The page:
A Sense of Place

Last week, we talked about an idea that I love from a Sheila Heti interview about graduate school – the idea of parallel mentorship.

But, there is another idea from that same interview that I’ve been thinking about increasingly this week. In describing how graduate school never held any allure for her, and how her lines of inquiry were organized around the books she wrote instead, Heti explains,

“If you’re working on a book, the book poses a bunch of questions. Maybe it’s (in the case of my second book, Ticknor) “What were the early birth control pioneers like?” or “What was Florence Nightingale all about?” Most of your curiosities don’t even make it into the book, but you think they will. Moments come where you have to find out about something or you can’t go on. So you start reading in that area (Havelock Ellis, Marie Stopes) and you take in the stuff at a really deep level because your need to know it is at once mysterious (why is Marie Stopes so important to you right now?) and really practical (it might help you finish a scene). I guess the main difference is that you are led down reading paths as you go, rather than coming up with a reading list at the start. And it’s always changing. Then, in terms of how your life is organized around a book, it’s a question of what kind of person you have to be in order to write that book. Do you need to be married, single, traveling, asking questions of other people, alone in your room? What kind of person does the book demand it be written by? You have to become that person.”

Heti becoming a particular type of person in order to be able to respond to the questions posed by her book reminds me of Althusser’s concept of interpellation. But, whereas Althusser argues that we get ‘hailed’ by (assuming a particular identity or social role in response to) social and political institutions, I’ve been thinking about how we get ‘hailed’ by places; how we become different types of people depending on the place we are inhabiting.

The place I inhabit currently is literally, physically, falling apart – the plaster is tumbling from the ceilings, the kitchen cabinet doors are hanging off their hinges, the foundation itself is crumbling. Sometimes I feel like I’m in a boat with a leak, constantly pitching water out to stay afloat–weeding, sweeping, patching.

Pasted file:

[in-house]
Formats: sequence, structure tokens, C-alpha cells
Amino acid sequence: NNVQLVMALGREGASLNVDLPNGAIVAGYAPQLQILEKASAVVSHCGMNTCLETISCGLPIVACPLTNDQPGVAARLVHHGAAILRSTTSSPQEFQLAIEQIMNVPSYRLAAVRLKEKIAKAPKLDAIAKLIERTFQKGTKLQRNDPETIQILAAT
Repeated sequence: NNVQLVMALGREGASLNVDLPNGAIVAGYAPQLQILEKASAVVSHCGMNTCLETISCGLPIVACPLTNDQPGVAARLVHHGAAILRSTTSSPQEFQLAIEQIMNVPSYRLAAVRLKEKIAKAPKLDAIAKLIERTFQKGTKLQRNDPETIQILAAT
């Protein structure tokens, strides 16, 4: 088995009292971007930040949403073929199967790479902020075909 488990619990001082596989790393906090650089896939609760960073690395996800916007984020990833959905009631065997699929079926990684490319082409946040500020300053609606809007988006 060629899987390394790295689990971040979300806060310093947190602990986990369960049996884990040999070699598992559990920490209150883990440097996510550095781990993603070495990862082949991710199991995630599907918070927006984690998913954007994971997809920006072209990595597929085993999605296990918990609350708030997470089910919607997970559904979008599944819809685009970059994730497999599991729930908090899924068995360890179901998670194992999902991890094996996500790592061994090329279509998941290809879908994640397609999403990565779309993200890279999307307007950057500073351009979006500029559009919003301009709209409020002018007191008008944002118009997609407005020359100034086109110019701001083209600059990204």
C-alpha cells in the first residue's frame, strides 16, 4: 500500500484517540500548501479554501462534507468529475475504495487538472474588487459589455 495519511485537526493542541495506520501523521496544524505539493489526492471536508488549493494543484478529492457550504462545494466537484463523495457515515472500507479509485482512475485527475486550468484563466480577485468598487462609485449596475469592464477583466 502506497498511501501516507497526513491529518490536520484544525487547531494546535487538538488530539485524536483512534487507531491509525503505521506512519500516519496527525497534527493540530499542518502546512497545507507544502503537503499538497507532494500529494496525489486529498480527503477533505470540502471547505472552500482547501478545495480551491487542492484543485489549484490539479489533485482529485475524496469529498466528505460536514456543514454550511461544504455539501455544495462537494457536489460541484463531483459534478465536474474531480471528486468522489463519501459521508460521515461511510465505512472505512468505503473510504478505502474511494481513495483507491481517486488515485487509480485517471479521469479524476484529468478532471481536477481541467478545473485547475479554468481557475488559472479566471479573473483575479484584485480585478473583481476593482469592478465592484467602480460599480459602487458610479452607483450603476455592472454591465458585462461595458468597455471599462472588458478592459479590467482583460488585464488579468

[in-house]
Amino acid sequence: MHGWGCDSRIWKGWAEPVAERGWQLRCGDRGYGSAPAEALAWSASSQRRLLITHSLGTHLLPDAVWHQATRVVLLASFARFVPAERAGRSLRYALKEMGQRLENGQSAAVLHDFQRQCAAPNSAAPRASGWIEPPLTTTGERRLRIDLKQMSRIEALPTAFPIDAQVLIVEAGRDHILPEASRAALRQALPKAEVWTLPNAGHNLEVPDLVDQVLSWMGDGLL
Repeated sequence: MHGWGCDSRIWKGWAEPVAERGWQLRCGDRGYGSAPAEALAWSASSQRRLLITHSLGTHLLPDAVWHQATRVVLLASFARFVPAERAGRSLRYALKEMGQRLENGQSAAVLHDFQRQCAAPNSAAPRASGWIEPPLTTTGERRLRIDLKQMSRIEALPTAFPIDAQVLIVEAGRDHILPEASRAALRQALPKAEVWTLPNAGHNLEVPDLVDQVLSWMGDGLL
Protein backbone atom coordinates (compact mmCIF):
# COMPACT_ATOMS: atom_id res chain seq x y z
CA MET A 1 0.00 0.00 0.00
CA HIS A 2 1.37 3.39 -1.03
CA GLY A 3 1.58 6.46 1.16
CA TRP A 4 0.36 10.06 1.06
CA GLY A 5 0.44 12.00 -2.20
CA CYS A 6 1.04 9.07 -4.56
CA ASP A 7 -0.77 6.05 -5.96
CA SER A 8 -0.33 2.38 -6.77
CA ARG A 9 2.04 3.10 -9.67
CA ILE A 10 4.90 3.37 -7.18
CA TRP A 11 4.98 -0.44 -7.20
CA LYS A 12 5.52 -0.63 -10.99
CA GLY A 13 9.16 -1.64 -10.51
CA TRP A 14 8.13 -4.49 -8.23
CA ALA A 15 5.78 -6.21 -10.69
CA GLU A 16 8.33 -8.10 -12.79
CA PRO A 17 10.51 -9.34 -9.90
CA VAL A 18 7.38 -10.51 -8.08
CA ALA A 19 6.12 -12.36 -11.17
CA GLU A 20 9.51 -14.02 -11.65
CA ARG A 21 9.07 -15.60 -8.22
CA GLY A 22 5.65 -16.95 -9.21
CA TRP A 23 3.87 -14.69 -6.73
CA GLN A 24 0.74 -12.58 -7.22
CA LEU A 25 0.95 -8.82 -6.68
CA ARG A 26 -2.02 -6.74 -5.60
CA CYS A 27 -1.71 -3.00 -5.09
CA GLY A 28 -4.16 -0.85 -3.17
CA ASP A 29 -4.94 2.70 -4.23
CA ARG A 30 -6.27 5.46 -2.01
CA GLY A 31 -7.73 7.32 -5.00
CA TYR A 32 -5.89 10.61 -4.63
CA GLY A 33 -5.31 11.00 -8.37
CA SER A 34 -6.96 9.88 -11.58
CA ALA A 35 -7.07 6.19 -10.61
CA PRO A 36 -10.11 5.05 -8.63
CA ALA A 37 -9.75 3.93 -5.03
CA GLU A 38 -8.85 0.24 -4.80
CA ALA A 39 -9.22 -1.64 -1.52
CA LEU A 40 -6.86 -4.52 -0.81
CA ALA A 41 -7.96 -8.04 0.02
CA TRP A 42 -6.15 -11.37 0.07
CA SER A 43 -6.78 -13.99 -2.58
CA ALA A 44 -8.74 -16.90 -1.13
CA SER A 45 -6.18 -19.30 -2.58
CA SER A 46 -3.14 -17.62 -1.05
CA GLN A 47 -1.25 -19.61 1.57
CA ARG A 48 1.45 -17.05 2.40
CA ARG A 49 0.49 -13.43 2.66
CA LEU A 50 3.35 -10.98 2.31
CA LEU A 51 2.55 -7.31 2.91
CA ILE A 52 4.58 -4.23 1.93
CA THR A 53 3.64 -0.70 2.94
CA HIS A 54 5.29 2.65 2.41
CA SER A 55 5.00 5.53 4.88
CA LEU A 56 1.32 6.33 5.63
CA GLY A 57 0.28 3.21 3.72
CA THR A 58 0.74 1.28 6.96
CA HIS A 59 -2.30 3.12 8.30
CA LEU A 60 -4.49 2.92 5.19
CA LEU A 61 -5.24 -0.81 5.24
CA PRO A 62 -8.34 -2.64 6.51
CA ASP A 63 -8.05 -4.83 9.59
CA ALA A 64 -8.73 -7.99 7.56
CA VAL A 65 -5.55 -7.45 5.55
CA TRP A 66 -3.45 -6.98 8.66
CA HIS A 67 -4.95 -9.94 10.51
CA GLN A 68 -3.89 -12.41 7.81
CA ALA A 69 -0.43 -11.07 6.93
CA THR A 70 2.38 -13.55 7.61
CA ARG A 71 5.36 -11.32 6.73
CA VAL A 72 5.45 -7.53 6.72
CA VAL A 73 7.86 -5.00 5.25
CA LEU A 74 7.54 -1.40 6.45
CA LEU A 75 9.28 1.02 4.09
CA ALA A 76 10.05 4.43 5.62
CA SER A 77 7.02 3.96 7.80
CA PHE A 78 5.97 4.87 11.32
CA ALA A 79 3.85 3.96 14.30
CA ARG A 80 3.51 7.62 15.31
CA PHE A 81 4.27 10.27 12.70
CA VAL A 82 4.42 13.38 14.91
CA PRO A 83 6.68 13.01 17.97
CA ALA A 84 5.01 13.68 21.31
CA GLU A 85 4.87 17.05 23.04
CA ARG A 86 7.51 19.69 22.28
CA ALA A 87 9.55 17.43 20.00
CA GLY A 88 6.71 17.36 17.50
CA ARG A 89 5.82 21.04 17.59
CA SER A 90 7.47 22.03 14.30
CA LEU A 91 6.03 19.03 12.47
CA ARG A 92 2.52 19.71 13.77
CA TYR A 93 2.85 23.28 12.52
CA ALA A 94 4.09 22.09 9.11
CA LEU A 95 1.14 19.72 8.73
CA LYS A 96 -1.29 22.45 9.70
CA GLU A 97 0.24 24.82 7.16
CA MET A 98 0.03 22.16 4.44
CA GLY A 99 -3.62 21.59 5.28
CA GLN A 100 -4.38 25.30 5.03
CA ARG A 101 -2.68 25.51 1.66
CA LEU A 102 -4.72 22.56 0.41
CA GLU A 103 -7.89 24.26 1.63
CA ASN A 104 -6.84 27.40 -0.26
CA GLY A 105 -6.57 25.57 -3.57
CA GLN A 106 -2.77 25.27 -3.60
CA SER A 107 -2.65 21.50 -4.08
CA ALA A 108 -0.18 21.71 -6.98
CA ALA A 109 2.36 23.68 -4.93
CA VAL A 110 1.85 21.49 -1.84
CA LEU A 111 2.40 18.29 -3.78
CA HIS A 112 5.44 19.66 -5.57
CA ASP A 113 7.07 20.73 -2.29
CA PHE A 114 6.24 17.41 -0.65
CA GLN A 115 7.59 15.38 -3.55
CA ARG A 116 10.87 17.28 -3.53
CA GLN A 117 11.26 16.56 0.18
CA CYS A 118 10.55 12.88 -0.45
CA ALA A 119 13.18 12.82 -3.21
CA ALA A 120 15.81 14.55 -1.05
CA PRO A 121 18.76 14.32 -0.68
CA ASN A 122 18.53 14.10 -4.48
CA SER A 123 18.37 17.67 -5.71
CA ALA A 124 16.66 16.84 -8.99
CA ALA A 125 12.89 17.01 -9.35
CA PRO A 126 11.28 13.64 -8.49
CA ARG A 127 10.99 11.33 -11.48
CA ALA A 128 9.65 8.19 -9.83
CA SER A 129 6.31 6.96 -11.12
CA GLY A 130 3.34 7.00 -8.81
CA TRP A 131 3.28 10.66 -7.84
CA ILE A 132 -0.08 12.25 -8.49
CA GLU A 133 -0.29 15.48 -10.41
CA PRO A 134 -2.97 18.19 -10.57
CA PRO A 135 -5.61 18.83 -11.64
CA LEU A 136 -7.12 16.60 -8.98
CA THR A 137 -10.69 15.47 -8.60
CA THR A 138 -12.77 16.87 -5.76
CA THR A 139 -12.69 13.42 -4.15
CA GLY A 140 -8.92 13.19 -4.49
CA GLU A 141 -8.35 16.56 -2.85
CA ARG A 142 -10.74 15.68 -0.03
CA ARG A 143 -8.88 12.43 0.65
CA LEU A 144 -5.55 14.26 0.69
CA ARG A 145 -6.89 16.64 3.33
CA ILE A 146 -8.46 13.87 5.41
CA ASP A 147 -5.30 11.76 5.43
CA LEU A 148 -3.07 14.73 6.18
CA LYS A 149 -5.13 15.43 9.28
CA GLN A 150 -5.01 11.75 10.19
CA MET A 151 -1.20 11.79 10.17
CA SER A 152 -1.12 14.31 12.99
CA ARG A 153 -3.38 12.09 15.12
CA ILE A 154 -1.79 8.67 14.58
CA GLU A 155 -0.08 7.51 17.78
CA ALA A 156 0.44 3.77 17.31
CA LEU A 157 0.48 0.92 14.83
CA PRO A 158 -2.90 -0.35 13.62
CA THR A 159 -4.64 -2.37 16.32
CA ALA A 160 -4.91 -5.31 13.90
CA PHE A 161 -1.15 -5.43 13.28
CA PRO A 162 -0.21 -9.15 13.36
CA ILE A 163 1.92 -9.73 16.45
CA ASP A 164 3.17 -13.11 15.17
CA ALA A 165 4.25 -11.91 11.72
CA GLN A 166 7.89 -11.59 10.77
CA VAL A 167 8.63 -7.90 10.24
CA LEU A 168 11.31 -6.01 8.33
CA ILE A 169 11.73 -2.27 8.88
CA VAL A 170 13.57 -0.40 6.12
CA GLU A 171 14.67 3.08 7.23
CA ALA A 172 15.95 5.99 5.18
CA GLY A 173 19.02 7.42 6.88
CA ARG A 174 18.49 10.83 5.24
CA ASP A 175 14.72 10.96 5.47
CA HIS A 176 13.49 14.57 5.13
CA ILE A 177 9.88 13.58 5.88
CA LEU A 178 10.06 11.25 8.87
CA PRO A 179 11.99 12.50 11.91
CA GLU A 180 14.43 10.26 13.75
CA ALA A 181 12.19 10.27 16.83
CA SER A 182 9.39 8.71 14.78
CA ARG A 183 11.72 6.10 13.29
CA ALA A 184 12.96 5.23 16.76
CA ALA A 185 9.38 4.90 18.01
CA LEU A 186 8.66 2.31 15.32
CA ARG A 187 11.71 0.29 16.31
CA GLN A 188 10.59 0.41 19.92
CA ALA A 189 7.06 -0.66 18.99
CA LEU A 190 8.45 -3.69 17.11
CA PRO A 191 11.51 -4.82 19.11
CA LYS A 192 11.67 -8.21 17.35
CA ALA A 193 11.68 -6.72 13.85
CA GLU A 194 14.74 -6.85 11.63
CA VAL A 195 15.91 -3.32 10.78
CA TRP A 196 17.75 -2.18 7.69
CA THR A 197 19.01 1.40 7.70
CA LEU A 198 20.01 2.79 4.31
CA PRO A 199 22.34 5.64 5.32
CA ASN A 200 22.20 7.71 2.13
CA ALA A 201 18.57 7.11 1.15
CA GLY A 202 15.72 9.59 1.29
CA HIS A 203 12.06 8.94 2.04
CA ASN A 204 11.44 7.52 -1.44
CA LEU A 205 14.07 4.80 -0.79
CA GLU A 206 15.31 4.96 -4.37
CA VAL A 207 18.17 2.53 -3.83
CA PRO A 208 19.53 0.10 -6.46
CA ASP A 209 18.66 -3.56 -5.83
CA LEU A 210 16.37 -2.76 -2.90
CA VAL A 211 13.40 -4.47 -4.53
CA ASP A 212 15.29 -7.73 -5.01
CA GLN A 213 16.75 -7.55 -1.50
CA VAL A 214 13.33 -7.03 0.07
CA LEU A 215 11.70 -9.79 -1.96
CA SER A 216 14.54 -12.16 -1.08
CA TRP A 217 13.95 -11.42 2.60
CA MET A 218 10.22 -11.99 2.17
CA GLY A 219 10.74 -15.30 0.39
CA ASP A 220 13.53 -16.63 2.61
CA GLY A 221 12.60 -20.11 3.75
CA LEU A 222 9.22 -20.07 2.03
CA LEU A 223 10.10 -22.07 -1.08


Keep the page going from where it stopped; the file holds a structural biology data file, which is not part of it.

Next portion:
I don’t feel this way everywhere I go. When I visit New York, I am eager for adventure. I wander city blocks for hours, soaking up the mundane dramas unfolding in the streets, tuck into museums to see exhibits and clubs to see shows, line up ramen and egg cream tastings. In Chicago, I took risks – chatting with strangers, sipping strong cocktails, and daring to look down through the transparent platform at the top of the Sears tower. In Sydney, I felt free floating in a pool high up above the city on the opposite end of the world from everything I knew.

Chicago-skyline

Maybe it has something to do with the anonymity – in a city where I blend into the crowd, I am ‘hailed’ less often. I feel less weighed down by expectations and more free to construct my identity from scratch.

Then again, when I visit these places, I am on vacation. Maybe there I feel differently because I don’t have to worry as much about the dishes and laundry piled.

How about you? Does your identity shift when you travel? Where do you feel most you? Or, do you find that wherever you go, there you are?

Wherever you end up this weekend, I hope you have a great one!

sydney-swimming-pool

Categories: Identity

3 replies »

  1. While abroad, I created a fake facebook account just so I could join the online groups through which my college’s societies functioned. But before long, this alternate persona- “Queenie Maria” (my school is called Queen Mary) took on a personality of her own. I’d like to think I grew into a new person in London- one with more strength, courage, independence.

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